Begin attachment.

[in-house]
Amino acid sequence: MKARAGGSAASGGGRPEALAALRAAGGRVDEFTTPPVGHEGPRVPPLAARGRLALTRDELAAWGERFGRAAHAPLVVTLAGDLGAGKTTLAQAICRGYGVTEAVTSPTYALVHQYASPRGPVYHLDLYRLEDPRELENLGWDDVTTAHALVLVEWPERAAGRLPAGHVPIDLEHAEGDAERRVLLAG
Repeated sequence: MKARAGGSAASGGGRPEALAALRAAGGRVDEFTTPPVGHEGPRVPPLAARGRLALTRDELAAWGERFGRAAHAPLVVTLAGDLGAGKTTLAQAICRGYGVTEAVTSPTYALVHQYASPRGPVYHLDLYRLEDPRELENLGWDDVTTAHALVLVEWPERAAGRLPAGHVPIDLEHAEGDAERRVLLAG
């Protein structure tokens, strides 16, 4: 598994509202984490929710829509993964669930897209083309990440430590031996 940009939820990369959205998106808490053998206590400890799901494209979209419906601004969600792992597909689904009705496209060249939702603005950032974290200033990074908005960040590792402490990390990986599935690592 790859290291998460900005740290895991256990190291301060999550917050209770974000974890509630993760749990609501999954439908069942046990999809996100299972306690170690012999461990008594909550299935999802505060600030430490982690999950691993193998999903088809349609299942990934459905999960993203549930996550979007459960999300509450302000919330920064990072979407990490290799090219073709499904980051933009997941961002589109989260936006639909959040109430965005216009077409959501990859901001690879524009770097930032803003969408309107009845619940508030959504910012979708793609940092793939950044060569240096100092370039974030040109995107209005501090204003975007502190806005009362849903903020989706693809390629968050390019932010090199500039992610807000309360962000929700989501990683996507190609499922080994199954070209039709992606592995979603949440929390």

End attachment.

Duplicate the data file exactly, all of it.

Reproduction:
[in-house]
Amino acid sequence: MKARAGGSAASGGGRPEALAALRAAGGRVDEFTTPPVGHEGPRVPPLAARGRLALTRDELAAWGERFGRAAHAPLVVTLAGDLGAGKTTLAQAICRGYGVTEAVTSPTYALVHQYASPRGPVYHLDLYRLEDPRELENLGWDDVTTAHALVLVEWPERAAGRLPAGHVPIDLEHAEGDAERRVLLAG
Repeated sequence: MKARAGGSAASGGGRPEALAALRAAGGRVDEFTTPPVGHEGPRVPPLAARGRLALTRDELAAWGERFGRAAHAPLVVTLAGDLGAGKTTLAQAICRGYGVTEAVTSPTYALVHQYASPRGPVYHLDLYRLEDPRELENLGWDDVTTAHALVLVEWPERAAGRLPAGHVPIDLEHAEGDAERRVLLAG
């Protein structure tokens, strides 16, 4: 598994509202984490929710829509993964669930897209083309990440430590031996 940009939820990369959205998106808490053998206590400890799901494209979209419906601004969600792992597909689904009705496209060249939702603005950032974290200033990074908005960040590792402490990390990986599935690592 790859290291998460900005740290895991256990190291301060999550917050209770974000974890509630993760749990609501999954439908069942046990999809996100299972306690170690012999461990008594909550299935999802505060600030430490982690999950691993193998999903088809349609299942990934459905999960993203549930996550979007459960999300509450302000919330920064990072979407990490290799090219073709499904980051933009997941961002589109989260936006639909959040109430965005216009077409959501990859901001690879524009770097930032803003969408309107009845619940508030959504910012979708793609940092793939950044060569240096100092370039974030040109995107209005501090204003975007502190806005009362849903903020989706693809390629968050390019932010090199500039992610807000309360962000929700989501990683996507190609499922080994199954070209039709992606592995979603949440929390």